• Rethinking mental illness

Cultural anthropologist Tanya Luhrmann wrote an op-ed in The New York Times in which she comments in depth on a “remarkable document” from the British Psychological Society, “Understanding Psychosis and Schizophrenia”. Its authors say that hearing voices and feeling paranoid are common experiences, and are often a reaction to trauma, abuse or deprivation: “Calling them symptoms of mental illness, psychosis or schizophrenia is only one way of thinking about them, with advantages and disadvantages.” (more…)

Anthro in the news 01/19/15

  • Afghan-American youth who turn to extremism

Morwari Zafar writes in Time magazine about why some Afghan-American youth may turn to radicalism. Zafar is conducting fieldwork among Afghan-Americans for her dissertation in social anthropology at the University of Oxford. She writes: “The current policy climate risks insularity by focusing on external motivators — such as unemployment, disenfranchisement and susceptibility to recruitment via social media. Such an approach raises valid points, but it is conducive only to identifying a limited range of resolutions.” [Blogger’s note:  Morwari Zafar is a visiting scholar with the Culture in Global Affairs Program, within the Elliott School's Institute for Global and International Studies, at GW].

  • Korean adoptees seeking Korean roots

The New York Times Magazine carried an article describing how many Korean adoptees, from locations around the world, are returning to the Republic of Korea. The article mentions the work of Eleana Kim, associate professor of anthropology at the University of California, Irvine, and author of Adopted Territory: Transnational Korean Adoptees and the Politics of Belonging. Kim notes that many adoptees fear that searching for their Korean roots is seen as a betrayal of their  adoptive parents and they dread “coming out” to their adoptive parents, whether in the form of birth-family searches, returning to birth countries, or criticizing the adoption system.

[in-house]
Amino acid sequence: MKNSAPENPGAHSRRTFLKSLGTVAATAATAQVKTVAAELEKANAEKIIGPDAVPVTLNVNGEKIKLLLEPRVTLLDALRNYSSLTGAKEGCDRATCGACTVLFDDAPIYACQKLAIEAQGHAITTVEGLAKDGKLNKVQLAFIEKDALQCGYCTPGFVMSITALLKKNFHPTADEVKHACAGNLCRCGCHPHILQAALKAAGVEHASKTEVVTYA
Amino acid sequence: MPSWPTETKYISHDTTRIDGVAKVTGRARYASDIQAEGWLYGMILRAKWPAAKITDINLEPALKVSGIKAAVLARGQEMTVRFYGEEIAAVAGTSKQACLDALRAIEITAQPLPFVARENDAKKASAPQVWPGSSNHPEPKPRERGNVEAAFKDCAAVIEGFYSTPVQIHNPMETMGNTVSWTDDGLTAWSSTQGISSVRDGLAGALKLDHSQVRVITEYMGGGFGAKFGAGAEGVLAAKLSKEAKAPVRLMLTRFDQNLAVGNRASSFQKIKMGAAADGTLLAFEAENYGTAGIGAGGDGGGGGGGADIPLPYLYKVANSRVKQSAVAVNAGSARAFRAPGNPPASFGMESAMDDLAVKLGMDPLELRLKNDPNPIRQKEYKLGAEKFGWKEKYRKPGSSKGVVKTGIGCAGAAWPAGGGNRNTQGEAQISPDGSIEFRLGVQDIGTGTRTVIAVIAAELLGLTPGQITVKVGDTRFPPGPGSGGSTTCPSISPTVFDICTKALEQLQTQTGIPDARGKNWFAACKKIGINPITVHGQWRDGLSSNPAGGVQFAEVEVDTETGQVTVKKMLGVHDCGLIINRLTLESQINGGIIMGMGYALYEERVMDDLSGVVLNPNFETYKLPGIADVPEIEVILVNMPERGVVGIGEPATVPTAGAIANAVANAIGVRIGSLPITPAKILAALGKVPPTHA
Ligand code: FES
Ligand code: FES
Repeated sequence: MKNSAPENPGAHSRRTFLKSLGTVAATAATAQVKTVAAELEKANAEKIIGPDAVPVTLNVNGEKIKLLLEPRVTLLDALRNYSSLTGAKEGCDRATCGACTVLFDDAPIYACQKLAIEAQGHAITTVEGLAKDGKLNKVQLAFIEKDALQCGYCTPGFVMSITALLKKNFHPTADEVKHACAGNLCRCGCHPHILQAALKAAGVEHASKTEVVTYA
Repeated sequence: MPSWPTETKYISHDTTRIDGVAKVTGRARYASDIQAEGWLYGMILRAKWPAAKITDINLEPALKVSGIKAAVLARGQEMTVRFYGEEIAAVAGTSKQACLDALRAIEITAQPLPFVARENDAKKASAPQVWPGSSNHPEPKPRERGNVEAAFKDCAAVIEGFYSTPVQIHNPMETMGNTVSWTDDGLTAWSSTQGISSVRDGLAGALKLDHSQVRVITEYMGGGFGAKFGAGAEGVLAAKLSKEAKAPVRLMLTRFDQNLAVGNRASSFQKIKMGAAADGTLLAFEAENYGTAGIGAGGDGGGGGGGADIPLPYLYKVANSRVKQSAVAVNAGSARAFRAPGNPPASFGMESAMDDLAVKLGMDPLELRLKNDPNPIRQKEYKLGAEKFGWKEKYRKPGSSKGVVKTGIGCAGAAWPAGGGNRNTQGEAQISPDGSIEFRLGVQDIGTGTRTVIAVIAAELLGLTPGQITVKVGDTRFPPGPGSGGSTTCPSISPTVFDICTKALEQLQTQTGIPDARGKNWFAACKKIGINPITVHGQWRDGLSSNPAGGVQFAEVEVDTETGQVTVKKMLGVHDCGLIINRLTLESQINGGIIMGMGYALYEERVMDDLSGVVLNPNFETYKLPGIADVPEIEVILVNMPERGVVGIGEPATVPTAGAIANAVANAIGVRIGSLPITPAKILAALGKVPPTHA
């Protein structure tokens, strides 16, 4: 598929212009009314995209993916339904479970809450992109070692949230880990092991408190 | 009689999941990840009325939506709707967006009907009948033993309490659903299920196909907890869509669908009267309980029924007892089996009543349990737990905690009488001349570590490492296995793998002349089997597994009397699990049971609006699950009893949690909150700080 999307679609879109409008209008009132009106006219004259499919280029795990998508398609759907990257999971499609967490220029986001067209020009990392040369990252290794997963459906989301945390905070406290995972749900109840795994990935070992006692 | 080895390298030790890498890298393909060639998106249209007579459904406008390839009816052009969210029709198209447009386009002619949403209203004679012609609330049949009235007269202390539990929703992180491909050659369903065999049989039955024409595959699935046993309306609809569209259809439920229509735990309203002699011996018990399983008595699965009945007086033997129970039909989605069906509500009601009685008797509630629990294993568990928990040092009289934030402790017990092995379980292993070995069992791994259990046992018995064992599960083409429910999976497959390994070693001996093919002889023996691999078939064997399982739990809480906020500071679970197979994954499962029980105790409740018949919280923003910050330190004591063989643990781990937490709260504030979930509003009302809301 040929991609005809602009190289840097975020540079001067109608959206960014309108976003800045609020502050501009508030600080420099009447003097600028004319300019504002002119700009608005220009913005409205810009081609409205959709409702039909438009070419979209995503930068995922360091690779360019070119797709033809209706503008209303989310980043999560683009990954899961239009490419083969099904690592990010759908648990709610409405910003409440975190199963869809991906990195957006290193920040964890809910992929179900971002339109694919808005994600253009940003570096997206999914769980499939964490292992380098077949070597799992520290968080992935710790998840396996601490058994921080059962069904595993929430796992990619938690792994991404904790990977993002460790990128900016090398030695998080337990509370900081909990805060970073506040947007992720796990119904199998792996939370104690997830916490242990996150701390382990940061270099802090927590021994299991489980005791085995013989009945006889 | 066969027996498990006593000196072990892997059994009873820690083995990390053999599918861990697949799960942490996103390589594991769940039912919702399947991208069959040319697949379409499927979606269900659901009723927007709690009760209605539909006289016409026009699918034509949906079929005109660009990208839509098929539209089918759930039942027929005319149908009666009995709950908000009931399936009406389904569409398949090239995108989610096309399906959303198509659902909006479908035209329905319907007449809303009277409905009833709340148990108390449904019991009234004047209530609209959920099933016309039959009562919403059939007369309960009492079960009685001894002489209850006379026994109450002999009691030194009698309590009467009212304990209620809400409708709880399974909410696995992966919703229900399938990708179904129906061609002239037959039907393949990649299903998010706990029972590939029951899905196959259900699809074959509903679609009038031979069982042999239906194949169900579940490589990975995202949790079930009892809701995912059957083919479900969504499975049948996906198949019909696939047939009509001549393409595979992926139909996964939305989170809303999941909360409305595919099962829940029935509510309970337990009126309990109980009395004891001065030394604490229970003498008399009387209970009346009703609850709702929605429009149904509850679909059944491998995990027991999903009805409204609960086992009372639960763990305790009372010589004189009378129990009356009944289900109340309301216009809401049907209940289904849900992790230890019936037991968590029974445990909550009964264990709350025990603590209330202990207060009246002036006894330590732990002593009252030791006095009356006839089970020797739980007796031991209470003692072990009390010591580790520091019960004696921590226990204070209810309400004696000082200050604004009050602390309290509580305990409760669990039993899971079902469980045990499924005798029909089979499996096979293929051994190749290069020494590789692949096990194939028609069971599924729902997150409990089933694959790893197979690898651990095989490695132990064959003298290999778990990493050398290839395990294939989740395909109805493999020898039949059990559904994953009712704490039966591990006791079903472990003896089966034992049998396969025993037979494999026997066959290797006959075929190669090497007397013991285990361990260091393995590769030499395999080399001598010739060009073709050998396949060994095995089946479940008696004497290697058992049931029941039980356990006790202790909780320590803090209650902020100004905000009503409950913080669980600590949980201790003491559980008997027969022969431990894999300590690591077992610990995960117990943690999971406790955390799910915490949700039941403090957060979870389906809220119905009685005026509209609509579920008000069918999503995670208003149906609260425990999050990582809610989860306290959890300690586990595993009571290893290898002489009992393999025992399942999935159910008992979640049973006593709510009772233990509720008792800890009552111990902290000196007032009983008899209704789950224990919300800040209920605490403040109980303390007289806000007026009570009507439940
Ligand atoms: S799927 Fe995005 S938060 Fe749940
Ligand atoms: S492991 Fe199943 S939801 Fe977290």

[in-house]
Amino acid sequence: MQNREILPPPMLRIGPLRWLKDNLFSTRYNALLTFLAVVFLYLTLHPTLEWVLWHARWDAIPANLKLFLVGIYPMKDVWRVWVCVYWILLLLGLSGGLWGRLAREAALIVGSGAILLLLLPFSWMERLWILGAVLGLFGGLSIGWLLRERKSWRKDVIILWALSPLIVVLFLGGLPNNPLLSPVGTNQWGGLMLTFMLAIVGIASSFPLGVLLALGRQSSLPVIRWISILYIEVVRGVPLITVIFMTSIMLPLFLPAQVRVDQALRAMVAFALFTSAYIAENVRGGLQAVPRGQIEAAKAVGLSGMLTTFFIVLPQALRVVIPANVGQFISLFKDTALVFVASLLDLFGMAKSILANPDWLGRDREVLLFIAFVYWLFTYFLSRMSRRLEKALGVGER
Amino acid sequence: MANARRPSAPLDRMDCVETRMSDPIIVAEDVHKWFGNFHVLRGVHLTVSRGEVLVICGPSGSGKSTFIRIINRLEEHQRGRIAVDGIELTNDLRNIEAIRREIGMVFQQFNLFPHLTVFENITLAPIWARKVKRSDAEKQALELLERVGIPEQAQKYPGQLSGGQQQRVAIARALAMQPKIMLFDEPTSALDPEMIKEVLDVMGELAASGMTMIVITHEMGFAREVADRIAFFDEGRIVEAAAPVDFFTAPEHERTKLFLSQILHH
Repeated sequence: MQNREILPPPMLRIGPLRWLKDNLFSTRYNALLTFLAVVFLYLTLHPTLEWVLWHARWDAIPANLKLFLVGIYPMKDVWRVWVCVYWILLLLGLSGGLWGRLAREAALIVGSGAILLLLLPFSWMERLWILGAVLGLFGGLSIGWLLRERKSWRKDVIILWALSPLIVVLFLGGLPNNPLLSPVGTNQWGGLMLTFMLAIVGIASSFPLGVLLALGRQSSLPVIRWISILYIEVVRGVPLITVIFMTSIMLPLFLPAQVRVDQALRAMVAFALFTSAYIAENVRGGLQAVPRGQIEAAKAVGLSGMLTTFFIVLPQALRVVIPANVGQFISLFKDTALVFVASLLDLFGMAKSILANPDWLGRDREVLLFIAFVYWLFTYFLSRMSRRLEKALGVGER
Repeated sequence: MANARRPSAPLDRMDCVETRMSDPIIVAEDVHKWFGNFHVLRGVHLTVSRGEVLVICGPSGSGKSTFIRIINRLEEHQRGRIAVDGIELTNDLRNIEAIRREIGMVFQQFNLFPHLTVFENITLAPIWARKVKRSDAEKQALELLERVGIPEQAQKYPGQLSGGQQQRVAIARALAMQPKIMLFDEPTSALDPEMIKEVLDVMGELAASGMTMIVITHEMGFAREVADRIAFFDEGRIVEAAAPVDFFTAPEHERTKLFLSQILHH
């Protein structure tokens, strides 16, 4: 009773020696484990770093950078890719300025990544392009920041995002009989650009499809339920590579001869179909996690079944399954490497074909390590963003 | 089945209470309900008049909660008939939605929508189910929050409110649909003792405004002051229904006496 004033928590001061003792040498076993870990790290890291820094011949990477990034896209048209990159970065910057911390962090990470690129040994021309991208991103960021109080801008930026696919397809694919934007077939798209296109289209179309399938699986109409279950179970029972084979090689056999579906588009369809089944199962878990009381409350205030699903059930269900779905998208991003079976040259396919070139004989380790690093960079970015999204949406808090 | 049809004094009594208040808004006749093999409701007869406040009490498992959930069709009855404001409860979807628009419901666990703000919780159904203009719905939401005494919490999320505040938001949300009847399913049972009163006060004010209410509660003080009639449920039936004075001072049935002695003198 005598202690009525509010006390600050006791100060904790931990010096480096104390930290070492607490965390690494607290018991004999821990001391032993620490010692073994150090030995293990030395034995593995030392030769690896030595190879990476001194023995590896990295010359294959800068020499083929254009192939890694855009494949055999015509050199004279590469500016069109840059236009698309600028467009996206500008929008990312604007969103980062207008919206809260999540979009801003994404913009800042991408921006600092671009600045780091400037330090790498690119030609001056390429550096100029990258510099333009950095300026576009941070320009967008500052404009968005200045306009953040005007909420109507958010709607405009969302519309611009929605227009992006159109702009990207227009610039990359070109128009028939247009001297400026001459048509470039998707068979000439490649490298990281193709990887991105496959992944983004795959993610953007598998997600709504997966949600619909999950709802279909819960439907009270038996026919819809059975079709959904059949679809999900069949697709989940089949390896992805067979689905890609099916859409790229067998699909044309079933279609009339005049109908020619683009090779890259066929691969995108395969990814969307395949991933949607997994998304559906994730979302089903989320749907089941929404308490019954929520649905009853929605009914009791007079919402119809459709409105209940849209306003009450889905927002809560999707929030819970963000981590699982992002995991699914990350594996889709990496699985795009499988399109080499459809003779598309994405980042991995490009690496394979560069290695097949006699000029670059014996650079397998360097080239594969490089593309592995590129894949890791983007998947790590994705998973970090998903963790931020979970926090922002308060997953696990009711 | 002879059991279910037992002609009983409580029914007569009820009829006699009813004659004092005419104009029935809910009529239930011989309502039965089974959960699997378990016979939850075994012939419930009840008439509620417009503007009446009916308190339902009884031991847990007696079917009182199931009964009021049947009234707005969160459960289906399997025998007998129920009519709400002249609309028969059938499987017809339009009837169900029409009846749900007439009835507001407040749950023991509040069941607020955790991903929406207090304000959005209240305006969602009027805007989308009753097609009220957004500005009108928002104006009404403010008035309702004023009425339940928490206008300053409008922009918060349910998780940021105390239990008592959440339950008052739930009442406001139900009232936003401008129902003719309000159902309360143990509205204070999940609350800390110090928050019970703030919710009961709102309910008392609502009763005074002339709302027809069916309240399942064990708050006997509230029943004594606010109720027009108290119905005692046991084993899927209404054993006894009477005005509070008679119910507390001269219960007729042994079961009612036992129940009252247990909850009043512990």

• Spotlight on Breastfeeding

On NPR, biological anthropologist and blogger, Barbara King of William and Mary, interviews cultural anthropologist Katherine Dettwyler of the University of Delaware on cross-cultural breastfeeding practices. Dettwyler discusses cross-cultural patterns of which mothers decide to breast feed and for how long as well as social stigma toward women who may breast feed for “too long” in some people’s opinion.

  • Book in the news: Social inequality in South Africa

Seattle radio KUOW interviewed a co-author of a new book on South Africa showing that the country is less equal today than during apartheid. After Freedom: The Rise of the Post-Apartheid Generation in Democratic South Africa is an ethnographic account of seven young South Africans whose lives illustrate the realities of South Africa today. It is written by cultural anthropologist Katherine S Newman, provost at the University of Massachusetts-Amherst, and Ariane De Lannoy, a sociologist and researcher at the University of Capetown. The radio interview ranges from the research methods, some of the people in the book, and parallels between poverty in South Africa and in the United States. (more…)

GW event: The Rice Theory of Culture


Speaker: Thomas Talhelm, doctoral candidate in cultural psychology at the University of Virginia
When: Thursday, January 22, 12-1pm
Where: 1957 E Street NW, 5th floor, conference room 501, Washington, DC, 20052

*Light lunch with be provided but seating is limited, so RSVP is required.